Methods and Procedures

Participant

Males and females between the ages of 25 and 65 years, with a body mass index (BMI) of ≥30 and ≤45 kg/m2, and a home computer with access to the Internet were recruited through advertisements in the local newspaper. Exclusion criteria included: a medical diagnosis of orthopedic or joint problems that may prohibit regular exercise; reported heart problems, chest pain, faintness, or dizzy spells; hospitalization for a psychiatric disorder within the last year; a history of anorexia or bulimia nervosa; blood pressure >160/100; a medical diagnosis of cancer (except skin cancer) or HIV; pregnant, nursing, or planning to become pregnant within the study period; less than 9 months postpartum; weight loss of ≥10 pounds in the last 6 months; on more than one medication for hypertension control; taking glipizide, glyburide, insulin, or any agent to control diabetes that could cause hypoglycemia; taking warfarin; taking a diuretic with or without potassium supplementation; and food allergies.

Study design

All participants were screened initially via telephone and eligible subjects were invited to a study information session. All participants also provided a signed physician's consent form at the information session. At the study information session, interested participants were asked to sign a consent form and to schedule a baseline assessment at the laboratory. The laboratory assessment included measurement of height, weight, waist circumference, blood pressure, and a fasting blood draw. Blood was analyzed for total cholesterol, LDL-C, HDL-C, and blood glucose.

After baseline assessments were completed, participants were randomized to one of two study groups, Internet-based behavior therapy alone (Internet-alone; n = 25) or in combination with a PCD (Internet + PCD; n = 25). Participants were asked to return for a follow-up assessment visit at the laboratory at 12 weeks. All study procedures were approved by the University of Kentucky Institutional Review Board.

Procedures

Each group received a separate face-to-face 2-h weight loss session at the beginning of the study led by a registered dietitian. The sessions took place in a classroom at the university and included a presentation of basic research-based information on weight loss and an orientation to the study website. During the sessions, an emphasis was placed on self-monitoring of diet, exercise, and weight and research to support these recommendations. All participants received a calorie book, references to online websites with diet and physical activity calorie information, and self-monitoring diaries to support these recommended behaviors. Participants were asked to keep paper diaries of their daily caloric intake and expenditure and then to enter that information, along with a weekly weight, into the online self-monitoring form once each week. Information from the National Weight Control Registry was also presented.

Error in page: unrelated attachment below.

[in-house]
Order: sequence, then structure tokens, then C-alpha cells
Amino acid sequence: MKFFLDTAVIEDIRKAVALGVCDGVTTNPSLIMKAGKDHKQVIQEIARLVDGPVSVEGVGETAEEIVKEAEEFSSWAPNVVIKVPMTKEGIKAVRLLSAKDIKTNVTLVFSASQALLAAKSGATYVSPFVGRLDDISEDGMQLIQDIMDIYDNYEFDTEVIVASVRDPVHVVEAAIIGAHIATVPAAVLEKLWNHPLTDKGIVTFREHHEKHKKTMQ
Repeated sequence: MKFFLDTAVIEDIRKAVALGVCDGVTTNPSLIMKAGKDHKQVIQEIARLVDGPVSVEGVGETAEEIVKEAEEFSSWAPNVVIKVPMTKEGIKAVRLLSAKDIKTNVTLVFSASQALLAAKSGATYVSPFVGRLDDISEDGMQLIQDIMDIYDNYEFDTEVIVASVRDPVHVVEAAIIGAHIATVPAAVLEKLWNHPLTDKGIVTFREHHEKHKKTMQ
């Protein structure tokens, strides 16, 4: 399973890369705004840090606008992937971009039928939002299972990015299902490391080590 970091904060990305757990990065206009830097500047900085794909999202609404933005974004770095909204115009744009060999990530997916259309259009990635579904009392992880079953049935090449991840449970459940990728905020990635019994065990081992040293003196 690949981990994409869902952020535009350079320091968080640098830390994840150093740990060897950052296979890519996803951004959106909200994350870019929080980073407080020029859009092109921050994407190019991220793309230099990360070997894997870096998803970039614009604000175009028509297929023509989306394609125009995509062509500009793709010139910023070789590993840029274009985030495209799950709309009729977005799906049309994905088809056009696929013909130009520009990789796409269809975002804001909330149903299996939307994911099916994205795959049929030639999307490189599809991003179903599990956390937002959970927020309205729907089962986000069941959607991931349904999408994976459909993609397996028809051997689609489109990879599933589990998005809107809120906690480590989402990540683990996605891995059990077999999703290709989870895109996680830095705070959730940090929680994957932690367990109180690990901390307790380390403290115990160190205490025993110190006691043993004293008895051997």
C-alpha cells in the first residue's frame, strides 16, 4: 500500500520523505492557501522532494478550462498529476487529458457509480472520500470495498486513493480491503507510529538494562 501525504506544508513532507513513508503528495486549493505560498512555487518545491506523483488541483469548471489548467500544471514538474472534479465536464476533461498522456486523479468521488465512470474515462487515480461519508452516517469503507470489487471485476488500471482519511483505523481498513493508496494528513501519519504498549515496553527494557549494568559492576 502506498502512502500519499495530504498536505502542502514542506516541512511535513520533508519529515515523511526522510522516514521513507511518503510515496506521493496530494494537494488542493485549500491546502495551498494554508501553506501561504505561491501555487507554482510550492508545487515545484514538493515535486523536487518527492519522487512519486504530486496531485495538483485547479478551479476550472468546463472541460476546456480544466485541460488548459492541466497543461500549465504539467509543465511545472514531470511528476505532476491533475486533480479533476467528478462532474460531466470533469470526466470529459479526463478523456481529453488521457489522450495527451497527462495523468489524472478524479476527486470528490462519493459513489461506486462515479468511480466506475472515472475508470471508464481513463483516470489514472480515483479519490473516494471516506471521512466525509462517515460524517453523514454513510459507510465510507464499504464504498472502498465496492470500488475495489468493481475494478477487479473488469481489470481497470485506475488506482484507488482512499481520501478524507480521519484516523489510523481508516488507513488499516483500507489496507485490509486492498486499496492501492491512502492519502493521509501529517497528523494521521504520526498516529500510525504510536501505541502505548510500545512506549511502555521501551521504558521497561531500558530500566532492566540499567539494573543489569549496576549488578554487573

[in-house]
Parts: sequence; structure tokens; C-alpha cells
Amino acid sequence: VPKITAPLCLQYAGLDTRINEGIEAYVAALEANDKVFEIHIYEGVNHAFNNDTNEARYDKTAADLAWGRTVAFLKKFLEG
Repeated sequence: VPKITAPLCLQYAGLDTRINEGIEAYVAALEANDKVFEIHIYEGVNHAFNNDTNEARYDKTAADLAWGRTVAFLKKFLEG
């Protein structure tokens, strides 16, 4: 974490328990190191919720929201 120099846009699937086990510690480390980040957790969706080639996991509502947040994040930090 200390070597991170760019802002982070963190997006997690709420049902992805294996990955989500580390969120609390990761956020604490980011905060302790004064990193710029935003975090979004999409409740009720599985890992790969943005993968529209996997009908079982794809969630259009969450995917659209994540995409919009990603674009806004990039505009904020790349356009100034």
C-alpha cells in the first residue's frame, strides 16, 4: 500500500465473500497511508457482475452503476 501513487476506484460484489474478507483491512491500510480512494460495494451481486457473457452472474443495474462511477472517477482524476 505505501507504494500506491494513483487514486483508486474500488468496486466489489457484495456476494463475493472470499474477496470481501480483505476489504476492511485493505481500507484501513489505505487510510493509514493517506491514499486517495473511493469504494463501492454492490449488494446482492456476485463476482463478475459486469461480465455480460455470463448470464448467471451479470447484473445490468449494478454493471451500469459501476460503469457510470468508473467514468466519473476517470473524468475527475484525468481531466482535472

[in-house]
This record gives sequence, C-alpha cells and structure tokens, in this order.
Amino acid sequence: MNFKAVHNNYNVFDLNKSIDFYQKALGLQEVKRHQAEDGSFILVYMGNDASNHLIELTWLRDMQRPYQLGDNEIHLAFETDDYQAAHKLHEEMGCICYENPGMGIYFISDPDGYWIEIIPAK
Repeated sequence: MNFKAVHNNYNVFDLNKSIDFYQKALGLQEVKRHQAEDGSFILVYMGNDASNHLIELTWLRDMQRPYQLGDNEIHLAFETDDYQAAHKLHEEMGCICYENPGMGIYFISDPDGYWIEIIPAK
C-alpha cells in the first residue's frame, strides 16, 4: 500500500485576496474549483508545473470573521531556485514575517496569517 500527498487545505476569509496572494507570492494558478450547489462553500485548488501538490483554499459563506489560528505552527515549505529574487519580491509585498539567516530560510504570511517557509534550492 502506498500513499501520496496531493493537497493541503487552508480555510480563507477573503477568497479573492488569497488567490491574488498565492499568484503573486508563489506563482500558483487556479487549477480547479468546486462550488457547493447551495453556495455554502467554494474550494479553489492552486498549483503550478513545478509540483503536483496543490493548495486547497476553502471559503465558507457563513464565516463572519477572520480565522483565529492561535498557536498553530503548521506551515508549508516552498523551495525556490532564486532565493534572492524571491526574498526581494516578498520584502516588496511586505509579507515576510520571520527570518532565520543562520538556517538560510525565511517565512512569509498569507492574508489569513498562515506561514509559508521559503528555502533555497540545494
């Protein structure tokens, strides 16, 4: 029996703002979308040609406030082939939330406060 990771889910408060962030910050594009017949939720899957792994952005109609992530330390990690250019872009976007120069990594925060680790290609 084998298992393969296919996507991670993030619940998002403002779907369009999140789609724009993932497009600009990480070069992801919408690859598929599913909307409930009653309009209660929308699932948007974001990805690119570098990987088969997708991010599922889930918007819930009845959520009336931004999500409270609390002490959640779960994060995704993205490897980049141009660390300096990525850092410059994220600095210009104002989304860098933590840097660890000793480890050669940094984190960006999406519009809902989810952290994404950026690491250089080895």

A gradual increase in exercise, in keeping with guidelines from the American College of Sports Medicine [21], was recommended for all participants. Participants who were not currently exercising were told begin with exercise bouts of 10-20 min on 2-3 days per week, participants who were exercising sporadically were encouraged to increase their physical activity to 30 min on 5 days per week, and participants who were already exercising regularly were encouraged to continue their current habits. Locally available resources for physical activity were discussed among the groups.

Calorie intake targets were intended to induce a weight loss of 1-2 lb per week and were the same in both groups (i.e., ∼1,200 and 1,500 kcal/day for women and men, respectively). Participants in the Internet-alone group were provided instruction on reducing calorie intake with self-selected foods, whereas those in the Internet + PCD group were encouraged to follow the Nutrisystem weight loss program, which was provided to participants at no cost. This program includes portion-controlled entrees and snacks and a meal plan for supplementing those items with grocery foods (e.g., vegetables, fruit, and dairy). Finally, all participants were introduced to the idea of beginning to work on reasons for overeating that were not due to a lack of knowledge, but instead due to reasons commonly referred to as “emotional eating.”